One of the many computer systems suitable for use with the present invention is illustrated as a computer network 38 in FIG. 2, the computer network 38 being illustrated in the form of a client/server type network. In a client/server architecture, the portions of an application that interact with users or access network resources are called client applications or client software, and the portions of an application that process requests and information are called server applications or server software. Client computers tend to run client software and server computers tend to run server software, however a server can be a client as well. As one with ordinary skill in the art will readily appreciate, a client/server network is only one type of network, and a variety of other configurations, such as peer-to-peer connections, are also considered computer networks which can be adapted to use the present invention.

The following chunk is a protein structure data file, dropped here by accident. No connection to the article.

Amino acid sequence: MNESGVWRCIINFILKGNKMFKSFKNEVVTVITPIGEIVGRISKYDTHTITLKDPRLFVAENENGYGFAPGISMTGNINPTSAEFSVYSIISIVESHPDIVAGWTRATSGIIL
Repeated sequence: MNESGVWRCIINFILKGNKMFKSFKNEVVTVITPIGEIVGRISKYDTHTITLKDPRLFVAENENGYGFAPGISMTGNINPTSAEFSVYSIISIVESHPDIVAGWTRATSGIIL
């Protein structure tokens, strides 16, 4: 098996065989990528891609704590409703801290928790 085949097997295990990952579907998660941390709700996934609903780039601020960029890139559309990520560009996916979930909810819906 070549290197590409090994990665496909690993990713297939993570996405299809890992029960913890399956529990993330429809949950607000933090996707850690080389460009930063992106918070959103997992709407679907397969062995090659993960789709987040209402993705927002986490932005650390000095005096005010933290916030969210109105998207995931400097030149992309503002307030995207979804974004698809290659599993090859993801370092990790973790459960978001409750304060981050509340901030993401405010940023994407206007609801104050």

A client computer is illustrated in FIG. 2 in the form of a display computer 40 while a server computer is illustrated in the form of a file server computer 42. The file server computer 42 is a central repository of files and programs while the display computer 40 preferably executes a display application suitable for accessing information associated with the computer network 38. The display computer 40 can also be provided in the form of any conventional or special-purpose computer, such as a desktop computer, a tower computer, a micro-computer, a mini-computer, and a mainframe computer. These other computer forms are generically represented by computers 44 in FIG. 2 of the computer network 38. The computers of the computer system 38 are interconnected by the network signal lines 46 which can be provided in the form of twisted pair, coaxial, optical fiber cables, telephone lines, satellites, microwave relays, and other data transmission means known to those of skill in the art.